# Does the Aharonov–Bohm Effect Exist?

## Authors

DOI: 10.1023/A:1003602524894

- Cite this article as:
- Boyer, T.H. Foundations of Physics (2000) 30: 893. doi:10.1023/A:1003602524894

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## Abstract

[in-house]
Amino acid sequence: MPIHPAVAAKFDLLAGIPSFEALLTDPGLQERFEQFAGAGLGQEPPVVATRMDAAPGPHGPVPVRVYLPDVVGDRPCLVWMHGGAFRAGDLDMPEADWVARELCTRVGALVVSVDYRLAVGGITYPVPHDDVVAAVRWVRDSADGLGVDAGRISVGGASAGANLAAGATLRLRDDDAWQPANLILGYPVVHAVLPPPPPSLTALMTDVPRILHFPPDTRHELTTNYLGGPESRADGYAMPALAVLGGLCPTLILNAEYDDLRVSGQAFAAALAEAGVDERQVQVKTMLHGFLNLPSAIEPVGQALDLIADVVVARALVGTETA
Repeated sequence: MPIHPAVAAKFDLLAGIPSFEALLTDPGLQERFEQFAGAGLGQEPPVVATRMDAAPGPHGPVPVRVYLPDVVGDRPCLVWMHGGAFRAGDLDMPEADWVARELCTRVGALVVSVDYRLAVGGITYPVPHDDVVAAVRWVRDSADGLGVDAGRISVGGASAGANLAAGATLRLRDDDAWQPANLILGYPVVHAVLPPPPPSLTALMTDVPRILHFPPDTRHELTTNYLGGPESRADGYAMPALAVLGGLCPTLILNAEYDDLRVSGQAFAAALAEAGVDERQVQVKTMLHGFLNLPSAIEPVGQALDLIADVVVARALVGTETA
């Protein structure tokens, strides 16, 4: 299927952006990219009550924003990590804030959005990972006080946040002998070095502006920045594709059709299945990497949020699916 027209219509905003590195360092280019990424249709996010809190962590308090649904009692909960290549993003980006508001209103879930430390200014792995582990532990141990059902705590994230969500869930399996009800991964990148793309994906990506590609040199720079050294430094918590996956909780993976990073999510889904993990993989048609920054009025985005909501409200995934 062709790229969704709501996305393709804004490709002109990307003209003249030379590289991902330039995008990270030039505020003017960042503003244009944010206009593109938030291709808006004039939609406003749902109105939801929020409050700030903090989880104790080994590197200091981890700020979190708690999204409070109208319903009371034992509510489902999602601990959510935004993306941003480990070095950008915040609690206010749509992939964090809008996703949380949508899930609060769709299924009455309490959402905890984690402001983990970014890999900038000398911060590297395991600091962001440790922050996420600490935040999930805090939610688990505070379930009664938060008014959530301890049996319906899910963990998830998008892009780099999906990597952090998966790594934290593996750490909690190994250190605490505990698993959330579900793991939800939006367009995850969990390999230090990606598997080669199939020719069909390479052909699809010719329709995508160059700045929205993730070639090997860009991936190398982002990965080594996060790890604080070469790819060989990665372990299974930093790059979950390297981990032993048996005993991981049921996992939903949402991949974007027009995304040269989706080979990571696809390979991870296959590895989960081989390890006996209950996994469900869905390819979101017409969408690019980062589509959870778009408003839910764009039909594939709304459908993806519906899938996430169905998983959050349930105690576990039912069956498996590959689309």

We draw a distinction between the Aharonov–Bohm phase shift and the Aharonov–Bohm effect. Although the Aharonov–Bohm phase shift occurring when an electron beam passes around a magnetic solenoid is well-verified experimentally, it is not clear whether this phase shift occurs because of classical forces or because of a topological effect occurring in the absence of classical forces as claimed by Aharonov and Bohm. The mathematics of the Schroedinger equation itself does not reveal the physical basis for the effect. However, the experimentally observed Aharonov–Bohm phase shift is of the same form as the shift observed due to electrostatic forces for which the consensus view accepts the role of the classical forces. The Aharonov–Bohm phase shift may well arise from classical electromagnetic forces which are simply more subtle in the magnetic case since they involve relativistic effects of the order v^{2}/c^{2}. Here we first review the experimentally observable differences between phenomena arising from classical forces and phenomena arising from the quantum topological effect suggested by Aharonov and Bohm. Second we point out that most discussions of the classical electromagnetic forces involved when a charged particle passes a solenoid are inaccurate because they omit the Faraday induction terms. The subtleties of the relativisitic v^{2}/c^{2} classical electromagnetic forces between a point charge and a solenoid have been explored by Coleman and Van Vleck in their analysis of the Shockley–James paradox; indeed, we point out that an analysis exactly parallel to that of Coleman and Van Vleck suggests that the Aharonov–Bohm phase shift is actually due to classical electromagnetic forces. Finally we note that electromagnetic velocity fields penetrate even excellent conductors in a form which is unfamiliar to many physicists. An ohmic conductor surrounding a solenoid does not screen out the magnetic field of the passing charge, but rather the time-integral of the magnetic field is an invariant; this time integral is precisely what is involved in the classical explanation of the Aharonov–Bohm phase shift. Thus the persistence of the Aharonov–Bohm phase shift when the solenoid is surrounded by a conductor does not exclude a classical force-based explanation for the phase shift. At present there is no experimental evidence for the Aharonov–Bohm effect.